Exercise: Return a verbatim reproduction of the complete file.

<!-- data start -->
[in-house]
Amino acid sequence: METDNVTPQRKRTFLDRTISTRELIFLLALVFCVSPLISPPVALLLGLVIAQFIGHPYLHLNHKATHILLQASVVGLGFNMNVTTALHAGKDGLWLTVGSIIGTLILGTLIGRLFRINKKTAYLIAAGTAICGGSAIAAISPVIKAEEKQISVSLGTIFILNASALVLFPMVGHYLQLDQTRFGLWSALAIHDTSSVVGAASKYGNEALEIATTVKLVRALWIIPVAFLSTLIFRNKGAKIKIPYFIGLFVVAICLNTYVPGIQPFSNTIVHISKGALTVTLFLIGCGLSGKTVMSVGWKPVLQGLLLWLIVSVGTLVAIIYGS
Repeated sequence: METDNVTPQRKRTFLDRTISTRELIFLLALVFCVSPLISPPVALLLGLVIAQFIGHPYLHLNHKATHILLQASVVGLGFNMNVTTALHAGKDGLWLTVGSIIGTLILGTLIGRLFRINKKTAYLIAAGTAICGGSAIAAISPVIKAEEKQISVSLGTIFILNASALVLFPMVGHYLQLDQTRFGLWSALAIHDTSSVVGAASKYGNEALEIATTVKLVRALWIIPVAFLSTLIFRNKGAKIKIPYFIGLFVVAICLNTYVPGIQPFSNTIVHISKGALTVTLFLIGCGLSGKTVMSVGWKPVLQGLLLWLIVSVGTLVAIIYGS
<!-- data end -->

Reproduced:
[in-house]
Amino acid sequence: METDNVTPQRKRTFLDRTISTRELIFLLALVFCVSPLISPPVALLLGLVIAQFIGHPYLHLNHKATHILLQASVVGLGFNMNVTTALHAGKDGLWLTVGSIIGTLILGTLIGRLFRINKKTAYLIAAGTAICGGSAIAAISPVIKAEEKQISVSLGTIFILNASALVLFPMVGHYLQLDQTRFGLWSALAIHDTSSVVGAASKYGNEALEIATTVKLVRALWIIPVAFLSTLIFRNKGAKIKIPYFIGLFVVAICLNTYVPGIQPFSNTIVHISKGALTVTLFLIGCGLSGKTVMSVGWKPVLQGLLLWLIVSVGTLVAIIYGS
Repeated sequence: METDNVTPQRKRTFLDRTISTRELIFLLALVFCVSPLISPPVALLLGLVIAQFIGHPYLHLNHKATHILLQASVVGLGFNMNVTTALHAGKDGLWLTVGSIIGTLILGTLIGRLFRINKKTAYLIAAGTAICGGSAIAAISPVIKAEEKQISVSLGTIFILNASALVLFPMVGHYLQLDQTRFGLWSALAIHDTSSVVGAASKYGNEALEIATTVKLVRALWIIPVAFLSTLIFRNKGAKIKIPYFIGLFVVAICLNTYVPGIQPFSNTIVHISKGALTVTLFLIGCGLSGKTVMSVGWKPVLQGLLLWLIVSVGTLVAIIYGS